I fell in love with Cuban photography the moment an elderly street photographer in Havana handed me the still-wet, paper portrait he shot and developed inside a wooden box camera painted bright blue with duct-taped bellows. There was something hopeful about the process – a primitive machine that can only produce a negative and an artist who manages to make a positive from a negative of a negative. That an image so fragile and beautiful could emerge from an outdated chunk of history seems prophetic. That I willingly forked over twenty dollars-worth of Cuban currency for my first piece of Cuban photography even more so.
My print hadn’t even dried before the photographer packed up his box and moved further down the street, closer to a crowd of approaching German tourists fresh off a cruise ship. Remember we Americans are the only ones forced to put ourselves through contortions of travel gymnastics to visit Cuba. According to the New York Times, only 90,000 Americans visited Cuba in all of 2012 and 2013 combined (compared to the 21 MILLION of us who visited Mexico last year alone or the 12 million Americans who traveled to Canada) The rest of the world has a huge head start on exposure to, and appreciation of, Cuban photography.
Which is why the photographer I had planned to visit in Havana was on his way to Germany, via Brazil, when we stopped by the Havana International Photography Gallery. Here’s the video that got my attention –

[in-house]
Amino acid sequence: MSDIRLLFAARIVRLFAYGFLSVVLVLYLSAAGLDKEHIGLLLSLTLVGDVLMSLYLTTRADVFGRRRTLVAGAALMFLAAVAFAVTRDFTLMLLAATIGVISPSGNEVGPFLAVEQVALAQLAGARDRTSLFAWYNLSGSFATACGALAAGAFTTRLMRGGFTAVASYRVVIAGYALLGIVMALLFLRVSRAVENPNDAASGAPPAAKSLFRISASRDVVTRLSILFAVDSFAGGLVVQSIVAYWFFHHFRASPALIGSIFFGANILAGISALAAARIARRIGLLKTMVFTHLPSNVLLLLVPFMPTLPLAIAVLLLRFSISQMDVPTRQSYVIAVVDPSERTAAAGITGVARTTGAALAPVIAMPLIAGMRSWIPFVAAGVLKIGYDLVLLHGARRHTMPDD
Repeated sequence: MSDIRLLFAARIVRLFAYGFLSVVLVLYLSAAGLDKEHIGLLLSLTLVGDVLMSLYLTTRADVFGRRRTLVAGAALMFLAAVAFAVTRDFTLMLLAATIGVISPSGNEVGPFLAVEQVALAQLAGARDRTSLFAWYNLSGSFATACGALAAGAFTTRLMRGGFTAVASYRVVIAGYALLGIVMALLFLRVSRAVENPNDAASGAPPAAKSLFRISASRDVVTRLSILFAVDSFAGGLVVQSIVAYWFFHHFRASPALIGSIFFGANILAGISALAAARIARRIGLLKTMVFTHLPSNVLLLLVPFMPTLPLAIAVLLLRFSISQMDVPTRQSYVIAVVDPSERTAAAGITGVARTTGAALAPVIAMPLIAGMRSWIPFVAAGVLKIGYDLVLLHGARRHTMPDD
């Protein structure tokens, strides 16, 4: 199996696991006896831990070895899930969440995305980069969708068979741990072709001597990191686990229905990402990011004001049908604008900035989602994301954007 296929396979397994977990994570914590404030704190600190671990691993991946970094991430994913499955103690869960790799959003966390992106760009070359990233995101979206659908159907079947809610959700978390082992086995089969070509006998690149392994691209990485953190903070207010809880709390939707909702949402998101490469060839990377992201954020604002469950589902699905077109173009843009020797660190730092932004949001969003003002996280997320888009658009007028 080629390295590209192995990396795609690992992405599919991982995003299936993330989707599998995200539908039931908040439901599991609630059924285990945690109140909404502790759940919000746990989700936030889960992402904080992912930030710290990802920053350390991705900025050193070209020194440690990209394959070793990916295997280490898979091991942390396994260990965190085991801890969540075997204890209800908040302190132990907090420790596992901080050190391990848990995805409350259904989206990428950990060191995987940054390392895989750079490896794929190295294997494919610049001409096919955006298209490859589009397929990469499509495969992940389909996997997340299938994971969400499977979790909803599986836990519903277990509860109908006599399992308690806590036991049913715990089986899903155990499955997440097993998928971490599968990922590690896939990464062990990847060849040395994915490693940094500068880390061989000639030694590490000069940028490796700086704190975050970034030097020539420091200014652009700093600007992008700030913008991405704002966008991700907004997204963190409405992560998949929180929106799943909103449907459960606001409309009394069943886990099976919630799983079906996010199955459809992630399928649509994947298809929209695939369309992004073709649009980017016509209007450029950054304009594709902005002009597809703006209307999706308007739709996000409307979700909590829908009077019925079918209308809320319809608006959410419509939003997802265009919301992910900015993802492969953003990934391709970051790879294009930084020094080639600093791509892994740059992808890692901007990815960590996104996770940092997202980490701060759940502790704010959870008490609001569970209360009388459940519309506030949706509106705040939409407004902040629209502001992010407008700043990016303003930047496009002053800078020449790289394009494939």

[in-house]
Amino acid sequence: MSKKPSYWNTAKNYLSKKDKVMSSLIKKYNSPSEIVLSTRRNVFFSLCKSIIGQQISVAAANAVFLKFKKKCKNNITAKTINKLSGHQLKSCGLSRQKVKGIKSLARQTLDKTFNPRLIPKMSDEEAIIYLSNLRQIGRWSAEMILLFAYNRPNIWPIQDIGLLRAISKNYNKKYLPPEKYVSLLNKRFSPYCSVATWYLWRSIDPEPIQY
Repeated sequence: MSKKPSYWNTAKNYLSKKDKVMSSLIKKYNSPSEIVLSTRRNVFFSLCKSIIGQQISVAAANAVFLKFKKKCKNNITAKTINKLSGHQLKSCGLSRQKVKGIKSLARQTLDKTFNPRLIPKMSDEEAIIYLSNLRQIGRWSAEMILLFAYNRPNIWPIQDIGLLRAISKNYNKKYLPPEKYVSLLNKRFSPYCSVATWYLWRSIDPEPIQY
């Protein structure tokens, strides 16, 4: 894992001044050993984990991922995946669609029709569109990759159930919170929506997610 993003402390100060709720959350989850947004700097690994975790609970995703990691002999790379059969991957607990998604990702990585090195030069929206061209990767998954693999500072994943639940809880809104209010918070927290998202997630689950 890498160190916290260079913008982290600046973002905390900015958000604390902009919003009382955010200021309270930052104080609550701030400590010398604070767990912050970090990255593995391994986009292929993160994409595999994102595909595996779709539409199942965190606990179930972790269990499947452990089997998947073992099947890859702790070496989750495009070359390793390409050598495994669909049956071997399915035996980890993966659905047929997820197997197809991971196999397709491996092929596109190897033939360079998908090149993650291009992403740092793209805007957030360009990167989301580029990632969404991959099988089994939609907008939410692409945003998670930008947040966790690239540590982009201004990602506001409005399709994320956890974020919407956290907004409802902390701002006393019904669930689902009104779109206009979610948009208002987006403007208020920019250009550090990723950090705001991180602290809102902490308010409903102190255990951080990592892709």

Brayan conveys the street-savvy sense of a new generation of Cuban photographers, influenced by the iconic images of their revolutionary forerunners but eager to move beyond documentation. But the Internet being what it is in Cuba means his gallery doesn’t have a working website. He has no Facebook page to follow. He has to rely on foreign galleries to get his images in front of American eyes.
A relative of Brayan’s was on duty when we arrived. The rest of the family lived in the upper levels of the gorgeous but dilapidated building. Some images are framed and hang, slightly tilted, along the cool, crumbling plaster walls.
But most are loose eight-by-tens, clumped together in bins or suspended by plastic clothes pins. The humidity inside the non air-conditioned gallery is palpable; the prints tacky to the touch. I shudder to think of the condition of the negatives, wherever they’re stored.
We buy a print for a ridiculously low price. This isn’t about sophisticated tonal qualities or limited editions likely to increase in price.
It’s about sending a signal to young Cuban photographers that yes, Americans will support their work. When we’re free to travel without the encumbrances of “people-to-people” tours or special purpose visits with over-managed itineraries we will wander through the galleries and talk to the artists. We will learn. We will listen to the stories their photographs share. We will be inspired. We will buy. And we will spread the word.
Starting here. Over the next few weeks I’ll be writing about Cuban photography, beginning with a piece on collecting vintage revolutionary photography before it becomes unaffordable. Stay tuned.
“We delight in the beauty of the butterfly, but rarely admit the changes it has gone through to achieve that beauty.”
In interviewing both artists whose joint show opens this Thursday at the Rebekah Jacob Gallery in Charleston, it struck me how seriously Tom Nakashima and Gary Geboy take inspiration. I’m not talking about the refrigerator magnet affirmation kind of inspiration, but the demanding mistress kind that compels them both to create.
That light bulb moment most of us imagine as how artists “get” inspired — the way the light hits a pile of upended trees or the delicate symmetry of the veins in a single crinkled leaf – that’s the natural, organic part for Nakashima and Geboy. Art is how they make sense of the world around them but transforming that inspiration into paintings and photographs requires less mysterious tools.